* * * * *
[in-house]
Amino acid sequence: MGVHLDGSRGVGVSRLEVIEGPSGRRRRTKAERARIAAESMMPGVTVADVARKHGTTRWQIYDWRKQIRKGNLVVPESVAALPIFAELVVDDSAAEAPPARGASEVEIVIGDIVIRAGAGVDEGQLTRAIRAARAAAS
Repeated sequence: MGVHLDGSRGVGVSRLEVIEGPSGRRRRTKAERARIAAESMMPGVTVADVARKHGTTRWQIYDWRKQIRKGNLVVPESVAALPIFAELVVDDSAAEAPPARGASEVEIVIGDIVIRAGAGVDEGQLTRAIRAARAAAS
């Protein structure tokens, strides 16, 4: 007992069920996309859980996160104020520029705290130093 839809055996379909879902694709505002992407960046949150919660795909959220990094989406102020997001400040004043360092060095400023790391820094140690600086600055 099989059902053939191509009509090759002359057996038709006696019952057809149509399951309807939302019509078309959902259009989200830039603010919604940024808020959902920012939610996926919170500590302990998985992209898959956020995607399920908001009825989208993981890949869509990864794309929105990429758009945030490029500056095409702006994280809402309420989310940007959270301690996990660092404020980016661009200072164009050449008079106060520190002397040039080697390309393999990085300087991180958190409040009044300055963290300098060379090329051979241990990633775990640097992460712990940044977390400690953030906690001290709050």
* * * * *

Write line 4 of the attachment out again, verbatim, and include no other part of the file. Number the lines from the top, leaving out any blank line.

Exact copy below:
């Protein structure tokens, strides 16, 4: 007992069920996309859980996160104020520029705290130093 839809055996379909879902694709505002992407960046949150919660795909959220990094989406102020997001400040004043360092060095400023790391820094140690600086600055 099989059902053939191509009509090759002359057996038709006696019952057809149509399951309807939302019509078309959902259009989200830039603010919604940024808020959902920012939610996926919170500590302990998985992209898959956020995607399920908001009825989208993981890949869509990864794309929105990429758009945030490029500056095409702006994280809402309420989310940007959270301690996990660092404020980016661009200072164009050449008079106060520190002397040039080697390309393999990085300087991180958190409040009044300055963290300098060379090329051979241990990633775990640097992460712990940044977390400690953030906690001290709050």